Get to Know: Melanie Roussell, The DNC's Press Secretary
Roussell talks college activism and the importance of diversity.
Since arriving in Washington D.C. eight years ago, Melanie Roussell has held positions as an intern and staff assistant for Rep. William Jefferson, Public Information Director for the New Orleans District Attorney and most recently the Press Secretary for HUD. Now, Roussell is serving as the National Press Secretary for the Democratic National Committee. A native of New Orleans, LA, Roussell received her Bachelor’s Degree in Broadcast Journalism from Florida A&M University and her M.A. in Public Communication from American University.
How did you get involved in politics?
I was a senior at FAMU, in Tallahassee during the 2000 election and helped coordinate several protests and public events during the recount. As communications director for the Student Government Association, I had been involved in local and state politics before, but the madness of the election and the recount really stoked my interest in national politics and made me want to be actively involved in the political process.
Why is it important for young people to be civic-minded?
Dr. Martin Luther King, Jr. once said: "Our lives begin to end the day we become silent about things that matter." We all have the power within us to speak up about issues that impact our neighborhoods, our towns and cities, our states, our families, and our nation. And if we have learned anything from the life of Dr. King and President Obama's election, it is that our voices matter, and if we speak up, we can make a difference.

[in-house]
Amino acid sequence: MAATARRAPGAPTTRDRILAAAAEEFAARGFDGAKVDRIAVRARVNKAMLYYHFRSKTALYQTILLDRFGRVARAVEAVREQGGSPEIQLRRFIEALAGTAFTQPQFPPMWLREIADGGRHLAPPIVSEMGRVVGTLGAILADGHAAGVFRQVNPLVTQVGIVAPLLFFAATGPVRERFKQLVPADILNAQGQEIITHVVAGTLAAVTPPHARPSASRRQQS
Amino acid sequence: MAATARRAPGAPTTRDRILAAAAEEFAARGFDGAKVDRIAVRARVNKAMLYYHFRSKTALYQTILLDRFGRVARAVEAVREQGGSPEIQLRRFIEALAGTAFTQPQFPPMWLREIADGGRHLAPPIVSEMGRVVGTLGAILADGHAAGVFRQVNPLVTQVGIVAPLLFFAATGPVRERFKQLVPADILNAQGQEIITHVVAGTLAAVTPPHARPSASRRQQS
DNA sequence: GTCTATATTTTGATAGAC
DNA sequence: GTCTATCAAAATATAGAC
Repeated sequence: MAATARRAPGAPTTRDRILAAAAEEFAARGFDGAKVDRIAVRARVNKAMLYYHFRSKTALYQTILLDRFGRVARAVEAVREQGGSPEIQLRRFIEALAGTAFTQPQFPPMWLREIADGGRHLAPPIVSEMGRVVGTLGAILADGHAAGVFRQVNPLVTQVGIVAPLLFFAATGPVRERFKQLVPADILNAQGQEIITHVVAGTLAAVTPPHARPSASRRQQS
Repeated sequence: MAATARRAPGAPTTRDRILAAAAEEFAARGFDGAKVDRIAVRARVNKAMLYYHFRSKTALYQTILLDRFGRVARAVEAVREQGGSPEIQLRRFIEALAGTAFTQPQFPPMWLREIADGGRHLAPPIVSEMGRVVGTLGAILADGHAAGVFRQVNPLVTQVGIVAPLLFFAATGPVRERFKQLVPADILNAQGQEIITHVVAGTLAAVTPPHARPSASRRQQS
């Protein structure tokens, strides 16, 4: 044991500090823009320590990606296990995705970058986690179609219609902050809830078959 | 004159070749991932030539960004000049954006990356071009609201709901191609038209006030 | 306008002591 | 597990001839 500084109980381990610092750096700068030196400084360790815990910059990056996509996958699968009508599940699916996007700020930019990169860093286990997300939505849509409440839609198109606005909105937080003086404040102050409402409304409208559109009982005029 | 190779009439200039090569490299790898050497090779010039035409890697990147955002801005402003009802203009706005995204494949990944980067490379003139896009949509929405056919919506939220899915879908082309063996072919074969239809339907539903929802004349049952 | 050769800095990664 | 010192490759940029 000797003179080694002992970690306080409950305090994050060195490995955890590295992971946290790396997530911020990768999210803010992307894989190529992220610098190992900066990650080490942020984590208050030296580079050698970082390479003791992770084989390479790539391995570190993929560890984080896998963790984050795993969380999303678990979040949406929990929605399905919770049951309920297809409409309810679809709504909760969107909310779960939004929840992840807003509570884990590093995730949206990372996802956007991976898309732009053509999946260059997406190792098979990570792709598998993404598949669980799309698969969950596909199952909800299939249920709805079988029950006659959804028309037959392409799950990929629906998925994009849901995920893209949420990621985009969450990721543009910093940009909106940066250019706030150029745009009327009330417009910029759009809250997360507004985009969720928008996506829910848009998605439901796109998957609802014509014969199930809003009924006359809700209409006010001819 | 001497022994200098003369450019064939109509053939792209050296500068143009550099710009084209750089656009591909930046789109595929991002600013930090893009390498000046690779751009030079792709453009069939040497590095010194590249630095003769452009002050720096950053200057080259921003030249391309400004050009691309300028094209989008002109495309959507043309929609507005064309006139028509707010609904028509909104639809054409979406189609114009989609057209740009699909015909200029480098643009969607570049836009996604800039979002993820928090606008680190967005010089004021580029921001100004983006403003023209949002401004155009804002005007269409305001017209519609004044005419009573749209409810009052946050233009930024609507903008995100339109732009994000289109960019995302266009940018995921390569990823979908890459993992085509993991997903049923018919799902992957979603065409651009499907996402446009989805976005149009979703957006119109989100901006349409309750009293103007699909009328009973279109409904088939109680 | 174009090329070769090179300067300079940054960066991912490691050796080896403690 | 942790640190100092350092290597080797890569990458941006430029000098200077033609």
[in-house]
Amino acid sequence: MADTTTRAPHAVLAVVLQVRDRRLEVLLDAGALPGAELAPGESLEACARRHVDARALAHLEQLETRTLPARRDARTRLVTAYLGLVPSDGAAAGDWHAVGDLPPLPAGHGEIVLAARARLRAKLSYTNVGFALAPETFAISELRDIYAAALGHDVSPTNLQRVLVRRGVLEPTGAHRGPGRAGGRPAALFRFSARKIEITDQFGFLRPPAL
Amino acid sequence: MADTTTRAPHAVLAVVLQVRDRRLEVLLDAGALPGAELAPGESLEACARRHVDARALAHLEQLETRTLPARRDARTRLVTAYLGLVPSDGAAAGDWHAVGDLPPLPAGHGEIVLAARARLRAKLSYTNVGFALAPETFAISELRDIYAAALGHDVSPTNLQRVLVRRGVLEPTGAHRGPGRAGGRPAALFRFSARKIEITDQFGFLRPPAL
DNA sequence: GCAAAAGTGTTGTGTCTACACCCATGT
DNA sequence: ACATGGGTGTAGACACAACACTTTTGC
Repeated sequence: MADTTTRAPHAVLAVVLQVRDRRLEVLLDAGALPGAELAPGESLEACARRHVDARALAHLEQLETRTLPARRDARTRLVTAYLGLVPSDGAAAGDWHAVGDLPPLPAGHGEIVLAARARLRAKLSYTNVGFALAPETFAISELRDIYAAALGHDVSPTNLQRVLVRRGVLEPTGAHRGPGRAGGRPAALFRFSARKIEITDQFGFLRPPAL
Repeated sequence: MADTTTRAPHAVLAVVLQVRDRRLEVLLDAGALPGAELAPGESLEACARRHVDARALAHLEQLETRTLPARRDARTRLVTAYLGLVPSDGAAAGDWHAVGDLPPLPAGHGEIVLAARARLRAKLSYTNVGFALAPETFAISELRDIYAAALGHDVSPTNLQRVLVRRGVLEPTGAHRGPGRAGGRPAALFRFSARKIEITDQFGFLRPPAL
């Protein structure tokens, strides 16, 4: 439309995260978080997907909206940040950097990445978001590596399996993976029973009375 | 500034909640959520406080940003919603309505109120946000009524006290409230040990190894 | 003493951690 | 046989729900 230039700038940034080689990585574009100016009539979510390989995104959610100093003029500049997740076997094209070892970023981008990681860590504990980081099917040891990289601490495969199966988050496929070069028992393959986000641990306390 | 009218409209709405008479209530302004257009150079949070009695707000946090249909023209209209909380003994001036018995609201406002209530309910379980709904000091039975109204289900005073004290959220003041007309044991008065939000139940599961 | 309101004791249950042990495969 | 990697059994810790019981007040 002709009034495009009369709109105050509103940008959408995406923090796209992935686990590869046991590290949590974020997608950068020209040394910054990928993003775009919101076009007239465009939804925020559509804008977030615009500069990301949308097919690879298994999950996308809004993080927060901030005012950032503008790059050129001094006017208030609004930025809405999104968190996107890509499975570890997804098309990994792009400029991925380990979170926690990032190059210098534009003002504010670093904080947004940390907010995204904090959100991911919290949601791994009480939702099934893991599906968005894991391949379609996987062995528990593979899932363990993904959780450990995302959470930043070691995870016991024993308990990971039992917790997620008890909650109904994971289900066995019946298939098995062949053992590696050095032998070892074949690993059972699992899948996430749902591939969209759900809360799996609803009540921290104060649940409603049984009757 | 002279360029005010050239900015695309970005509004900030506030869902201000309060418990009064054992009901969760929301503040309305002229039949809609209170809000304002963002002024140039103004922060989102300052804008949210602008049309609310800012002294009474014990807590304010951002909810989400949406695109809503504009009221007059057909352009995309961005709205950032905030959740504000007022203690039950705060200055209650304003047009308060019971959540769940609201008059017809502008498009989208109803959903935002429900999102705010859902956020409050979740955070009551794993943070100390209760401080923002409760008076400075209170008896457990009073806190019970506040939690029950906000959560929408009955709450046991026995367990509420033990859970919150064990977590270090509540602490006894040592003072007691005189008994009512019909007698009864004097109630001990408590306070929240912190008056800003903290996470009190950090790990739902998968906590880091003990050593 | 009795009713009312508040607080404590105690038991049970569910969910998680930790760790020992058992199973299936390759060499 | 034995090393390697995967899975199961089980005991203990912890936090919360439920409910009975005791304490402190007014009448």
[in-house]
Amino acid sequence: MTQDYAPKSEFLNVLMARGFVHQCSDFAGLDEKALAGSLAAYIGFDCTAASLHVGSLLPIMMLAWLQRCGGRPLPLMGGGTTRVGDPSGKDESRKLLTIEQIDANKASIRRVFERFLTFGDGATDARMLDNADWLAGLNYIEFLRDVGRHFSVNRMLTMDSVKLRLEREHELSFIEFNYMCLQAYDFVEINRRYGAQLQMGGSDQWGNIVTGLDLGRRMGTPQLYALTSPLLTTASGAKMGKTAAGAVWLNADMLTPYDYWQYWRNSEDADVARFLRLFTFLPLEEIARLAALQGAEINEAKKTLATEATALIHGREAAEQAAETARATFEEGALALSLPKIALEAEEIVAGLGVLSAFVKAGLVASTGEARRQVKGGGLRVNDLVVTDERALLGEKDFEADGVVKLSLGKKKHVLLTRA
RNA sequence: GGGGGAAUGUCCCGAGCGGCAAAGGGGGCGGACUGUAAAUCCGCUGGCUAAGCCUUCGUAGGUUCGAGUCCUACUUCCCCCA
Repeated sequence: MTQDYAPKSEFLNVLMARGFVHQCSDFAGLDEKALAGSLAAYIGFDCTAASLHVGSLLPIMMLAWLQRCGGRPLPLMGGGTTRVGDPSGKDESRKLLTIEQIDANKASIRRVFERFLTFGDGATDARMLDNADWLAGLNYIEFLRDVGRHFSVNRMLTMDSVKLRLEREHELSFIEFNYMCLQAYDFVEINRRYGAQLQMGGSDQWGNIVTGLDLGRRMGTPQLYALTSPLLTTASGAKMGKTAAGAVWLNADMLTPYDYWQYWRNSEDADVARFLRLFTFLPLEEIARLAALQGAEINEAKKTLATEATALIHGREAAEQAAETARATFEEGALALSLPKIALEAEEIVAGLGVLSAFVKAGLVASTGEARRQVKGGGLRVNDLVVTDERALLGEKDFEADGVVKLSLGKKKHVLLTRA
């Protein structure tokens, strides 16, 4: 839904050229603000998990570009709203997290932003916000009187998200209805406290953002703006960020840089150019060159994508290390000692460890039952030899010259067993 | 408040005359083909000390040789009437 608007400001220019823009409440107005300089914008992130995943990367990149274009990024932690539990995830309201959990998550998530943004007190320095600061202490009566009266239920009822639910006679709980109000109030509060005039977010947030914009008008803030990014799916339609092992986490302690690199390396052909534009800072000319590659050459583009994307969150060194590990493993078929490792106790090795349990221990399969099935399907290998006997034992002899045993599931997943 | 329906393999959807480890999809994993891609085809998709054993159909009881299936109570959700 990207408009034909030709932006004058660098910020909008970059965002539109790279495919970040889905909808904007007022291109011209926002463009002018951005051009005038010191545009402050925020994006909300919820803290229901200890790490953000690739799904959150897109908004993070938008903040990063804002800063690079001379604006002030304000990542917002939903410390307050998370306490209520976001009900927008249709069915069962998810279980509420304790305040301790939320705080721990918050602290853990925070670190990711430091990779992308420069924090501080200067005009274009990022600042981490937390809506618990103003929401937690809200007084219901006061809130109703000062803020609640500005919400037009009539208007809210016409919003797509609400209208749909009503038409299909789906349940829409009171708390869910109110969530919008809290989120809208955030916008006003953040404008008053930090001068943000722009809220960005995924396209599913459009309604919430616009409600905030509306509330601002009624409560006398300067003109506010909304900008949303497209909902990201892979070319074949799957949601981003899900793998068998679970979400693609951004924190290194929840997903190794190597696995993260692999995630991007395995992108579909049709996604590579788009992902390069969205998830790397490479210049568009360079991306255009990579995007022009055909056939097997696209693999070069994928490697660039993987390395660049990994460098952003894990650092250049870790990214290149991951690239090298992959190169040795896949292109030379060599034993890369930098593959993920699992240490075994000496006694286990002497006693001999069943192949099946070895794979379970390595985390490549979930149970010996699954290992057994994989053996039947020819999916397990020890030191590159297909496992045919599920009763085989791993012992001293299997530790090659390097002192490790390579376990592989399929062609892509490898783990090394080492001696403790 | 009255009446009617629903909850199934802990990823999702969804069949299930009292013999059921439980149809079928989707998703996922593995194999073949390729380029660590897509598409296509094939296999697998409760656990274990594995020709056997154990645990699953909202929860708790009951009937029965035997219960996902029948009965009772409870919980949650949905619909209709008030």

What is it like as a young African-American woman at the forefront of some of the most contentious political debates?
I bring a new, unique and diverse approach to conversations that have largely been dominated by people who don't look like me. Politics is in an interesting era because now you have women, African Americans, and Latinos running for statewide and national offices and there are now national discussions about their unique experiences, as well as their public portrayals. The press doesn't know how to talk about them -- they don't know how to address a woman's femininity or an African American's blackness, and in some cases, even their staff has trouble figuring out how to promote them. I bring a different perspective, as an African American and a woman, to these conversations that can really help to shape how we communicate to diverse audiences and about diverse candidates.
What do you love most about D.C.?
The city's diversity.
What do you like least?
What's one little-known Washington tidbit you think more people should know?
We have earthquakes -- but I think everyone may know that now.
Finish this sentence: The election of 2012 will be...
...a fight for the future of this country that displays a stark contrast between a sitting President who has had tremendous accomplishments -- healthcare reform; Wall Street reform; drug sentencing reform; the Recovery Act, just to name a few -- but has so much work left to do to create jobs and help bring the middle class back from the brink, and a Republican field of candidates who are pushing the middle class further down the ladder by opposing tax cuts for the middle class and instead protecting special interests and corporations that send jobs overseas.
Follow Roussell on Twitter @MelanieDNC.